On a gray day it leaned there against a worn brick wall. If there ever was a salute to spring, it was this. A bright, yellow bike. It stood as a beacon of “happy” in the middle of a tired and colorless cityscape.
Amazing what some spray paint and a few artificial flowers can do.
Sometimes I feel like this is what my life needs–just some bright paint to cover over all the rust and ugly. And perhaps some flowers to tuck behind my ear.
But as pretty as a bright yellow bike might be on a cloudy day, it’s really only good for decoration. It’s not particularly useful. There is no push in the petals, no fragrance in the flowers.
And my life won’t be useful, either, if it’s all covered with veneer. The Lord has been using some deep sorrows recently to reveal my heart to me and make me more and more “real.” It’s like the Skin Horse says in one of my favorite children’s books:
“Being ‘Real’ doesn’t happen all at once. You become. It takes a long time. That’s why it doesn’t happen often to people who break easily, or have sharp edges, or who have to be carefully kept. Generally, by the time you are Real, most of your hair has been loved off, and your eyes drop out and you get loose in the joints and very shabby. But these things don’t matter at all, because once you are Real you can’t be ugly, except to people who don’t understand.” ― Margery Williams, The Velveteen Rabbit.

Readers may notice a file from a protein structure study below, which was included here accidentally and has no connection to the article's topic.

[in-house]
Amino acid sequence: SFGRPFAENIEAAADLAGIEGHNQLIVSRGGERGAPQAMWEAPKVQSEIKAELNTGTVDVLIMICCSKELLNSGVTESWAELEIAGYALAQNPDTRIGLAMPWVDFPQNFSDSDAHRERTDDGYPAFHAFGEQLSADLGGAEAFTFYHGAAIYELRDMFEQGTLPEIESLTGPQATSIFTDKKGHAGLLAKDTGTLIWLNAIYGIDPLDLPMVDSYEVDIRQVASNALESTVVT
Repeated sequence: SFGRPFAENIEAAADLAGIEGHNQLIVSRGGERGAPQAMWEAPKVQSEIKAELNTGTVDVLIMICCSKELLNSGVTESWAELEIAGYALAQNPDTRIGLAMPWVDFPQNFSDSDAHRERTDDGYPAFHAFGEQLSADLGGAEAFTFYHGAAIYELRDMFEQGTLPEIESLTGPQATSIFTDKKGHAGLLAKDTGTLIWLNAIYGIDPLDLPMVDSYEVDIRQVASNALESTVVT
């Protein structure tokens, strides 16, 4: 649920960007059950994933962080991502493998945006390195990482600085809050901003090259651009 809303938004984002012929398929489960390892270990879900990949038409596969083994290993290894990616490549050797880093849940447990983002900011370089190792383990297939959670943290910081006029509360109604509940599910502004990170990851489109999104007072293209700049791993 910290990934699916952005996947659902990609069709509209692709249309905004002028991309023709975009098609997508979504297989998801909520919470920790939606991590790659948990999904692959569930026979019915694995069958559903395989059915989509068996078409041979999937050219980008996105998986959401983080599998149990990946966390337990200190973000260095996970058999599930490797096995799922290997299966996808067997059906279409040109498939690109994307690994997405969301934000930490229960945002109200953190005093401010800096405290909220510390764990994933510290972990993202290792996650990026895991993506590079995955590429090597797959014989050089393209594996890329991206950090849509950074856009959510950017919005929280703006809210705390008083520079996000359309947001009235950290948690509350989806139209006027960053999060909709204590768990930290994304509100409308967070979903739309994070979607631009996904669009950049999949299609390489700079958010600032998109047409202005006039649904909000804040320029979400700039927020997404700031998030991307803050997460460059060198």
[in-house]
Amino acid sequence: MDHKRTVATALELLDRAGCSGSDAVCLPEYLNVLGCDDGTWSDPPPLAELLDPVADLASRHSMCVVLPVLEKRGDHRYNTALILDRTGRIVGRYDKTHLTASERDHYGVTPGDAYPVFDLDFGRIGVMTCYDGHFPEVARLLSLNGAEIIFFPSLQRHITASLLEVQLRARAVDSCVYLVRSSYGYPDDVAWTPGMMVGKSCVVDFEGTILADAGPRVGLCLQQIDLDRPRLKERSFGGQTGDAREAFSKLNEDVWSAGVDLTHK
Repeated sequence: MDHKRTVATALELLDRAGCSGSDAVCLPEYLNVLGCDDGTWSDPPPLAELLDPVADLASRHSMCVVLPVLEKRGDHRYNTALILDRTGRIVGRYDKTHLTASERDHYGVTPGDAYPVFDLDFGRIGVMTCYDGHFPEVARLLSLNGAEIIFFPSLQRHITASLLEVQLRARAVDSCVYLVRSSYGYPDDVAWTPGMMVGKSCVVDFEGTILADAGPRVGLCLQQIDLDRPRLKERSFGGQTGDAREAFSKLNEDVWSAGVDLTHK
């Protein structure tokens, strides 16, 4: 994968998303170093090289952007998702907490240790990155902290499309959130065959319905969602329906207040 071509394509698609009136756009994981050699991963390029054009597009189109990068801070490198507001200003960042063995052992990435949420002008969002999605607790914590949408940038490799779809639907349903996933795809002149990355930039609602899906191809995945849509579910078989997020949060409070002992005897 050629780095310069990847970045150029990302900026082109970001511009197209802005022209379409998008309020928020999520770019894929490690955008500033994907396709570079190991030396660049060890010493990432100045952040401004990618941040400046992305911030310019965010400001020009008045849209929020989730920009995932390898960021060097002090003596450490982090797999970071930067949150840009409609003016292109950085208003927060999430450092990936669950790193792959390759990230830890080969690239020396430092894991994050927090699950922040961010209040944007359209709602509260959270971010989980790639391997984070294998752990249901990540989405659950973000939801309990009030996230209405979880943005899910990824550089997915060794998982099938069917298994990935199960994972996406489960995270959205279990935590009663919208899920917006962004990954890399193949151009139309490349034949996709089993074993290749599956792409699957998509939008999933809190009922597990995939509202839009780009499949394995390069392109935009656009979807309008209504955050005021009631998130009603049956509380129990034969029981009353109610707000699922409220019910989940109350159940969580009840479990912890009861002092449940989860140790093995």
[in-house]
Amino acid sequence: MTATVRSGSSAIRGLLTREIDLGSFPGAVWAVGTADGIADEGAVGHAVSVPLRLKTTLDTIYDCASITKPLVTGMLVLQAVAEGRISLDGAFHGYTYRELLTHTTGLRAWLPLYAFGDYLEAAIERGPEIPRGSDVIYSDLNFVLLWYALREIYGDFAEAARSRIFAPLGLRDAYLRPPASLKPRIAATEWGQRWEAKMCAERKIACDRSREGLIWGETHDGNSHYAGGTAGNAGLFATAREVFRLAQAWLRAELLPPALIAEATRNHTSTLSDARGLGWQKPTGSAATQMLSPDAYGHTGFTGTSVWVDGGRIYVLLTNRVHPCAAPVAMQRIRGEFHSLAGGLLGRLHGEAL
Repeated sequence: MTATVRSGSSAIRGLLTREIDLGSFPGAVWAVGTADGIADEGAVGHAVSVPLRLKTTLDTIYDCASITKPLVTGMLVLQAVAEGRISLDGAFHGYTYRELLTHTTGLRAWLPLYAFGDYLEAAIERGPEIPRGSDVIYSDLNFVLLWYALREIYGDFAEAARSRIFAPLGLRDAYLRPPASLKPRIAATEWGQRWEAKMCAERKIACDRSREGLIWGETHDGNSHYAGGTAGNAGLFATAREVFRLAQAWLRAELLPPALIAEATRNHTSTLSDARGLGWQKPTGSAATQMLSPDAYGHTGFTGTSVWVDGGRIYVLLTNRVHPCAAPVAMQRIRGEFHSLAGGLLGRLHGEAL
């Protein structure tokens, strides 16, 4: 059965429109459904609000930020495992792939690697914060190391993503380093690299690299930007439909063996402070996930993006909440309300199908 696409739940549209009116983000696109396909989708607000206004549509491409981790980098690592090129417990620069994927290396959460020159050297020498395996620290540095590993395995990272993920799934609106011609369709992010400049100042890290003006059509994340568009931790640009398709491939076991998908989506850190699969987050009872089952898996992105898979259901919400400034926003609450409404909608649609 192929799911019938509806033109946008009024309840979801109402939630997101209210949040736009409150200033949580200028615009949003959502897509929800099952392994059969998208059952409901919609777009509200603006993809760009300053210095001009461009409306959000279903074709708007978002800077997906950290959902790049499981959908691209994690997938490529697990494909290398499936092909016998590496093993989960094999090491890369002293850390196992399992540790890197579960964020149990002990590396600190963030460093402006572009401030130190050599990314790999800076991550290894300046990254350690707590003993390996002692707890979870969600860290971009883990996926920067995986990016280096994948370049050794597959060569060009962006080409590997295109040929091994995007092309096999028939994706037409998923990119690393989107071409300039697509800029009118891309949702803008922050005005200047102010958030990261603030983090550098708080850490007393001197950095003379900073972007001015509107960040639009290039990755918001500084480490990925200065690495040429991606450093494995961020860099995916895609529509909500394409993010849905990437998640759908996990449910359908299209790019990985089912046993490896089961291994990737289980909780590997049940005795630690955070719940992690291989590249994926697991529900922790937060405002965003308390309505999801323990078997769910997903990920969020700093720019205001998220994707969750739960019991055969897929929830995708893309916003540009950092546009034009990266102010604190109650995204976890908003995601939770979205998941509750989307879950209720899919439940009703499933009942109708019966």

It’s hard to be “here” when it hurts. Sometimes I want to run away from my troubles. But the Lord is using even (especially) my sorrows to make me more pliable, to soften the edges, to make me more resilient, and to remind me of His satisfying presence in the middle of it all.